The COVID-19 pandemic has created immense risks to public and private sector organisations as they grapple with new business models, a suddenly-distributed workforce, and widespread uncertainty and disruption.
For CFOs and public sector financial leaders, the new dynamic is creating risks to private and government institutions at a time when financial integrity is paramount.
Disruption challenging public, private sectors
For the private sector, the disruption from closing offices and suddenly relying on a mostly remote workforce has created new challenges. Employees are now working outside the boundaries of corporate firewalls and, in some cases, on unsecured devices. Enhanced cybersecurity is critical; the World Economic Forum has warned that cybercriminals have escalated their efforts to capitalise on the unfolding tragedy of Covid-19, putting companies, consumers and public sector organisations at immense risk.
In the public sector, government departments at national, provincial and municipal level are facing their own challenges. The response to Covid-19 has required a reprioritisation within various government functions to support the unprecedented large-scale coordinated effort at all levels of government to limit the impact of the disease.
For example, Treasury has announced it is centralising the sourcing of all personal protective equipment from suppliers. In the heavily regulated public sector, this centralising of sourcing can add additional complexity to procurement and public finance management practices to ensure finance teams functions within the bounds of good governance.
Add to this the disrupting effects of major budgetary constraints and poorly-performing state-owned enterprises and public sector finance teams are in for a challenging period.
Private sector companies, already dealing with a struggling economy and low consumer and business confidence and now battling with a major world event will similarly have to enhance their governance, risk and compliance efforts to ensure business integrity is upheld.
Three priorities for improved risk management
So what are public and private sector finance leaders to do to manage risk in such an uncertain and disruptive environment? Three immediate priorities stand out: protecting the business through better risk management, process control and audit planning; improved access control; and putting comprehensive security measures in place to protect critical data.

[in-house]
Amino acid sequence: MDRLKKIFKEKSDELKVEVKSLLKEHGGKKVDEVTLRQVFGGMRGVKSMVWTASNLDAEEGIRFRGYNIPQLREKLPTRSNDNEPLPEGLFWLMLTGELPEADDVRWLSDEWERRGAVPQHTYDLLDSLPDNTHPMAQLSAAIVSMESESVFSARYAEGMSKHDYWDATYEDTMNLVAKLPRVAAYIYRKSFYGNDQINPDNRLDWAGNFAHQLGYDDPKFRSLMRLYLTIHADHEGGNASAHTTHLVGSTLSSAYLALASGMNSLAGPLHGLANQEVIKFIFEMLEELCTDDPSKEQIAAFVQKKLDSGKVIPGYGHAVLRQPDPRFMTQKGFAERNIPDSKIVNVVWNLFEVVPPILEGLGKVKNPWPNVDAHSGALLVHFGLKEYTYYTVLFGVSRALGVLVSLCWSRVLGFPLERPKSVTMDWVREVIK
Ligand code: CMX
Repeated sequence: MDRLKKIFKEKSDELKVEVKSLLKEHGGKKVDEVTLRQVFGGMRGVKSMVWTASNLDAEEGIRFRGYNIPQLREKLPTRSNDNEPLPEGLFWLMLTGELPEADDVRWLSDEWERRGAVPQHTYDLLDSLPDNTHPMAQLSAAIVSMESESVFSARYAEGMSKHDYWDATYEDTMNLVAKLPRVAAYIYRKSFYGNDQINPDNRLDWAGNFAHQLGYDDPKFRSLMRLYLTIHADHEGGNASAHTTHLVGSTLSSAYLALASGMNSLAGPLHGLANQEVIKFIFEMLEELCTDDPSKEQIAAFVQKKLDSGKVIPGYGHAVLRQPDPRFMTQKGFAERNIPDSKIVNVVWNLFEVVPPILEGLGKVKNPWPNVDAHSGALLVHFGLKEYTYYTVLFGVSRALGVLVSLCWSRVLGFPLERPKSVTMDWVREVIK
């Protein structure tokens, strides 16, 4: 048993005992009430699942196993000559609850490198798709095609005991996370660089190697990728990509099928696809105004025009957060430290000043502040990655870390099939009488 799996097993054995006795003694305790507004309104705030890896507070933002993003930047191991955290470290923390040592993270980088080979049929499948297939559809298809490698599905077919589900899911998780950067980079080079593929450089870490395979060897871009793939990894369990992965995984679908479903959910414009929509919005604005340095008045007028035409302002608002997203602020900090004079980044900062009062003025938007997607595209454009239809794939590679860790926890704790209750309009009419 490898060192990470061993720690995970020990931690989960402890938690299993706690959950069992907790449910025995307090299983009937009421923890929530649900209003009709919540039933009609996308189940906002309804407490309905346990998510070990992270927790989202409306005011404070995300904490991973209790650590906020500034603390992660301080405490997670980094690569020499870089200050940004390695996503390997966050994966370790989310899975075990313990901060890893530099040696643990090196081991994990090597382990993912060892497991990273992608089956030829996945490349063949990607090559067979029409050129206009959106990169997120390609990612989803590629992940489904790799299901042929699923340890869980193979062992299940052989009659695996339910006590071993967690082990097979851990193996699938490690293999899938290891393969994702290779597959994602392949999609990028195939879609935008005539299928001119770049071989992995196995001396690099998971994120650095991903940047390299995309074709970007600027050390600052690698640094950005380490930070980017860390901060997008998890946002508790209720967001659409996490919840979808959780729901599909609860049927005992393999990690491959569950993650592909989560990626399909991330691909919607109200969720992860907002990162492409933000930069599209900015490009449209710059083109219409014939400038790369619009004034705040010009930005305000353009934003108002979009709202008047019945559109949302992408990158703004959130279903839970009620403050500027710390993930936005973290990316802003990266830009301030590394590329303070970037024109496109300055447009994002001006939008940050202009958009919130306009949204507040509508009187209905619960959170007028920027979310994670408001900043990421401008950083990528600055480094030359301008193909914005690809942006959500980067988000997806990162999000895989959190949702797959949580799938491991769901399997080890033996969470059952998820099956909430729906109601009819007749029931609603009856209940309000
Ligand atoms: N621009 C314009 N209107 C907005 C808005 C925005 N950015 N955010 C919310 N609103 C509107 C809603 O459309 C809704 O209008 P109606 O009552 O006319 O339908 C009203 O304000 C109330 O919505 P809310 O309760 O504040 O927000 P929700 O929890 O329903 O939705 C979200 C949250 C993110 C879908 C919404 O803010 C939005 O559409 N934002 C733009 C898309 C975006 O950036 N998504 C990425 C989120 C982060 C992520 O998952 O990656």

Protecting the business starts first and foremost with visibility. Managing risk during times of great uncertainty or disruption requires that finance leaders have a holistic view of risk. This requires them to have a single financial source of truth – an accurate, integrated source of data that can inform financial decision-making within all company or government functions.
Having a clear view of all risk elements gives finance leaders additional agility to adapt to changes in the operating environment and business model. Many organisations will need to reassess their business strategy to take into account the impact of the lockdown and continued disruption from the pandemic.
Using risk scenarios and modelling to understand the organisation’s exposure to risk gives organisations a clear view over the impact of emerging opportunities on the company’s risk profile. In addition, it helps finance leaders make better decisions by linking current and future risks to business value drivers.
With a single financial source of truth, companies should also seek a single platform for managing policies and compliance procedures. This enables streamlined processes that align controls and policies with business goals and risks.
Audit planning will also require a second look: tools for better managing scoping, risk assessment and project management of internal audits can save precious time and resources. Real-time analytics can play a hugely important supporting role by enabling companies to scan large volumes of data with increased accuracy in detecting and preventing fraud and errors.
However, with business models changing rapidly – most noticeably the rise of remote workforces as people are confined to their homes – effective access control is becoming even more important than before. Sudden changes in an organisation’s workforce as a result of the pandemic could lead to conflicts with segregation of duties and hamper access to critical authorisations. Without full visibility over user functions and permissions, companies will struggle to remediate issues or introduce mitigating controls.
CFOs and finance leaders should enforce a segregation of duties framework that avoids having a single user create, approve and monitor transactions. Where segregation of duties is not possible, management should be able to monitor users’ transactions and ensure users have appropriate authorisations to maintain accountability.
Organisations should strive to provide secure access to applications and data across cloud and on-premise solutions, and use predictive detection of fraud and errors in transactions to maintain business integrity. Interpol has warned that cybercriminals are taking advantage of the pandemic by attacking computer networks and systems while most of the world’s attention is on dealing with the coronavirus. The FBI has found that reports of cybercrime have quadrupled since the start of the pandemic.
Here, enterprise threat detection and other security measures play a vital role in identifying, analysing and neutralising the rising tide of opportunistic cyberattacks plaguing public and private sector organisations. CFOs and finance leaders need real-time intelligence into system vulnerabilities to ensure cybersecurity threats are mitigated before systems are compromised.